Introduction and Purpose Provides speed and torque conversions because of the limitations of internal combustion engines. Also facilitates change of direction of output shaft for reversing Automotive gearboxes are used to reduce load on the engine by manipulating torque and speed. They have the option to select one of several different gear ratios. Once the engine has reached a number of revolutions per minute, it is advisable to increase the gear to reduce the engine rpm to reduce wear on the engine, allow more control, and greater speeds, better acceleration, and better fuel economy. Most gearboxes are used to increase torque & reduce the speed of a output shaft. This produces a mechanical advantage Automotive gearbox also have the provision to do the opposite ie provide an increase in output shaft speed with a reduction of torque (overdrive).
Basic Principle The most basic type of gear is a spur gear, and it has straight-cut teeth, where the teeth are cut parallel to the axis of the gear. Wider gears and those that are cut for smoother meshing are cut with the teeth at an angle. These are called helical gears.
Basic Principle Because of the angle of cut, helical gear teeth have a much more gradual engagement with each other, and they operate more smoothly and quietly than spur gears. Helical gears can transmit more torque because at any time, more number of teeth are in mesh Gearboxes for cars and motorbikes almost always use helical gears. However, helical gears also exert undesirable axial thrust To prevent axial thrust, double helical gears are used which cancel out the thrust. Double Helical gears are called Herringbone gears.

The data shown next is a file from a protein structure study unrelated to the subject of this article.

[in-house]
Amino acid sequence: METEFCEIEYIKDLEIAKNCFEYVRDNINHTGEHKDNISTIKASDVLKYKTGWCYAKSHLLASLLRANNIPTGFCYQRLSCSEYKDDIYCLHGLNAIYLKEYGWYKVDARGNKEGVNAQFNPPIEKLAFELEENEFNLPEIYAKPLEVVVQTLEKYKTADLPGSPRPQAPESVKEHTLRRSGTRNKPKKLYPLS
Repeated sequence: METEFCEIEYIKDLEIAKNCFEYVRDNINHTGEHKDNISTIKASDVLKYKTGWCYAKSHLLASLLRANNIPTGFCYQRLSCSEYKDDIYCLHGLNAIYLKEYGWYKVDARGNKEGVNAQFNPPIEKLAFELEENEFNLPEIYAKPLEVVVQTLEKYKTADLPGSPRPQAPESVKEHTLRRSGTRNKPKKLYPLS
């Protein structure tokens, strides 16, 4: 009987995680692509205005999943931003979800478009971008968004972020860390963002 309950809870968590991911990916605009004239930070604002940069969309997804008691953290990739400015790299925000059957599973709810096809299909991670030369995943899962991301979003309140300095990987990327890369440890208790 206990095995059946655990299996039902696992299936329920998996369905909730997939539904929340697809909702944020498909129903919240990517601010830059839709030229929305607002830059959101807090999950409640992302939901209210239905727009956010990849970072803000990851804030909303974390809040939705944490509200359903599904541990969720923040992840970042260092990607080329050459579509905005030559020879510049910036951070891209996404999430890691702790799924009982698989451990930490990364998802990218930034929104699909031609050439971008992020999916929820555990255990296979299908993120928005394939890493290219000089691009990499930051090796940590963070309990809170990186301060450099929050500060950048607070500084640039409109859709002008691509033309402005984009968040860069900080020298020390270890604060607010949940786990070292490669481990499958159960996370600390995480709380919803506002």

Principle Collection of helical gears in a gearbox gives the gearing down of the speed of the engine crank to the final speed of the output shaft from the gearbox. Typical example of gear ratios for a 5-speed manual gearbox Gear Ratio RPM of gearbox shaft when the engine is at 3000rpm 1st 3.166:1 947 2nd 1.882:1 1594 3rd 1.296:1 2314 4th 0.972:1 3086 5th 0.738:1 4065
Sliding Mesh Gearbox Normally 3 forward and 1 reverse gear ratios Spur gears are used Gear wheels on the main shaft engage with gear wheels on the lay shaft (counter shaft) by sliding themselves. Not used in automobiles now 1.main drive gear 2.counter shaft 3.main shaft 4.I gear 5.II gear 6.III gear 7.top speed engaging dogs
Sliding Mesh Gearbox
First gear position
Second gear position
Third gear position
Reverse gear position
Constant Mesh Gearbox All the gears are always in mesh Gears on counter shaft are fixed to it Gears on main shaft are free to rotate Dog clutches can slide on the main shaft and rotate with it Dog clutches engage with gears on the main shaft to obtain desired speed Advantages over Sliding mesh Gearbox: Helical and herringbone gear can be used in these gearboxes and therefore, constant mesh gearboxes are quieter. Since the gears are engaged by dog clutches, if any damage occurs while engaging the gears, the dog unit members get damaged and not the gear wheels.
Constant Mesh Gearbox
Constant Mesh Gearbox Double declutching Used for smooth downshifting
Synchromesh Gearbox Sliding sunchronizing units are provided to equalize the speeds of gear and dog before meshing The device works like a friction clutch Equal speeds ensure smooth meshing Normally not used in 1st and reverse gear Working Output shaft is always rotating (because it is positively connected to the wheels) Layshaft is connected to the engine, but it rotates freely when the clutch is disengaged Because the gears are meshed all the time, the synchro brings the layshaft to the right speed for the dog gear to mesh. The layshaft is now rotating at a different speed to the engine. Now, the clutch gradually equalizes the speed of the engine and layshaft, either bringing the engine to the same speed as the layshaft or vice versa depending on engine torque and vehicle speed.
Gear Selector Mechanism
Gear Selector Rod
Gear Selector Rod Ball & plunger prevents two gears engaging simultaneously
Transfer Case Normally used in 4 wheel drive vehicles Two speed transmission having low and high gear ratios that can be engaged while in neutral position Fixed after the gearbox Enables engagement and disengagement of 4 wheel drive
Transaxle Gear Box Has only 2 shafts Used in vehicles with engine and drive on same side Front engine front wheel drive Rear Engine Rear Wheel Drive Most commonly used Gear Box and Differential in same housing